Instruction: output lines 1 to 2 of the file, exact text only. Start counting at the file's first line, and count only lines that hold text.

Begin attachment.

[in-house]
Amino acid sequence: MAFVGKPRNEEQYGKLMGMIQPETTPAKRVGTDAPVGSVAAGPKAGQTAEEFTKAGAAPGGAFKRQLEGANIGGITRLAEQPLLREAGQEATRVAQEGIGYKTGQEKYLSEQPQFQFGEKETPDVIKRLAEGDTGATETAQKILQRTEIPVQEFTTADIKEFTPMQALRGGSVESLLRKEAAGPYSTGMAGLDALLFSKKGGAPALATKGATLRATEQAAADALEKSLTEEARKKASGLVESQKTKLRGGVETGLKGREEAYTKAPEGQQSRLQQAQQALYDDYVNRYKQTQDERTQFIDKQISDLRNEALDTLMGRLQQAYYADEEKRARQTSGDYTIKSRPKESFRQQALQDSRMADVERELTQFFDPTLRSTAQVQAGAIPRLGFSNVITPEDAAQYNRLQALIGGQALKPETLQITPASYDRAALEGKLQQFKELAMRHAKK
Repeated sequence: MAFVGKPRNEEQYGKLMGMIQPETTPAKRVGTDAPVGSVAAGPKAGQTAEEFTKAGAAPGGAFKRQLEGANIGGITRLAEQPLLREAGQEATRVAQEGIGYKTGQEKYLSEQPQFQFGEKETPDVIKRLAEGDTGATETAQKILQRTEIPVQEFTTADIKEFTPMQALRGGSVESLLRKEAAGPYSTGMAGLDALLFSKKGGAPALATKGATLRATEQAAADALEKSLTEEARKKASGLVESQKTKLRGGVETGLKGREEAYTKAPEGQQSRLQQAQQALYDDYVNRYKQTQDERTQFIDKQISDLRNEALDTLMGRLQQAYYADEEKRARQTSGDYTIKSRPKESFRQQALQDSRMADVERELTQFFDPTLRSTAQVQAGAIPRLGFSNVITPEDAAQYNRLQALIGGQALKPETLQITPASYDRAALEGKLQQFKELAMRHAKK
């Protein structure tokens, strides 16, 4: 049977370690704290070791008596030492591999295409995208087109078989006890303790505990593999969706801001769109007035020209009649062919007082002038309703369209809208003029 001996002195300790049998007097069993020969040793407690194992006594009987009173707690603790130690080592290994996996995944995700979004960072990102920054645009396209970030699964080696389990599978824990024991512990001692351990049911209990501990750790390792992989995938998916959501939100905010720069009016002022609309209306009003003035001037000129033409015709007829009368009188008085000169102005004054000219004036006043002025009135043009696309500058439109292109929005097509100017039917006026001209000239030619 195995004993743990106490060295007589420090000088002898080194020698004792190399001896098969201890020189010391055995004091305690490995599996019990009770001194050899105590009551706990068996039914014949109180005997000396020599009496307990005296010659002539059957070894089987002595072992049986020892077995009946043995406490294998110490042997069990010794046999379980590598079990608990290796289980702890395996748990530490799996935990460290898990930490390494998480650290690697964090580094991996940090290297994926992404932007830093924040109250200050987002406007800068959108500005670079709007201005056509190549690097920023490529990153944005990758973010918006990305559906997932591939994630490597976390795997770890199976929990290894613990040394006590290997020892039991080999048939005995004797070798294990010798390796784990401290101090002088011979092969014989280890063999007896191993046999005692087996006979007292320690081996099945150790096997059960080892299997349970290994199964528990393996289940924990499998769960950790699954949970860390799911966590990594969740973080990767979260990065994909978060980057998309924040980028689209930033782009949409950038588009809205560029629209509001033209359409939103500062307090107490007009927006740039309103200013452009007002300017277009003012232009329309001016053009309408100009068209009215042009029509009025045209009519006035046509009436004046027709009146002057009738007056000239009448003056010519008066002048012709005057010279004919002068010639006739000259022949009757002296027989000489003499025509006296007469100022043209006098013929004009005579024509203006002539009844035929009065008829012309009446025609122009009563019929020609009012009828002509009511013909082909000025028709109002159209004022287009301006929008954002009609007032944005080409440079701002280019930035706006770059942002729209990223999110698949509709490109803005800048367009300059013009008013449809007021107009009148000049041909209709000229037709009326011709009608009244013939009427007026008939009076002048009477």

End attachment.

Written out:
[in-house]
Amino acid sequence: MAFVGKPRNEEQYGKLMGMIQPETTPAKRVGTDAPVGSVAAGPKAGQTAEEFTKAGAAPGGAFKRQLEGANIGGITRLAEQPLLREAGQEATRVAQEGIGYKTGQEKYLSEQPQFQFGEKETPDVIKRLAEGDTGATETAQKILQRTEIPVQEFTTADIKEFTPMQALRGGSVESLLRKEAAGPYSTGMAGLDALLFSKKGGAPALATKGATLRATEQAAADALEKSLTEEARKKASGLVESQKTKLRGGVETGLKGREEAYTKAPEGQQSRLQQAQQALYDDYVNRYKQTQDERTQFIDKQISDLRNEALDTLMGRLQQAYYADEEKRARQTSGDYTIKSRPKESFRQQALQDSRMADVERELTQFFDPTLRSTAQVQAGAIPRLGFSNVITPEDAAQYNRLQALIGGQALKPETLQITPASYDRAALEGKLQQFKELAMRHAKK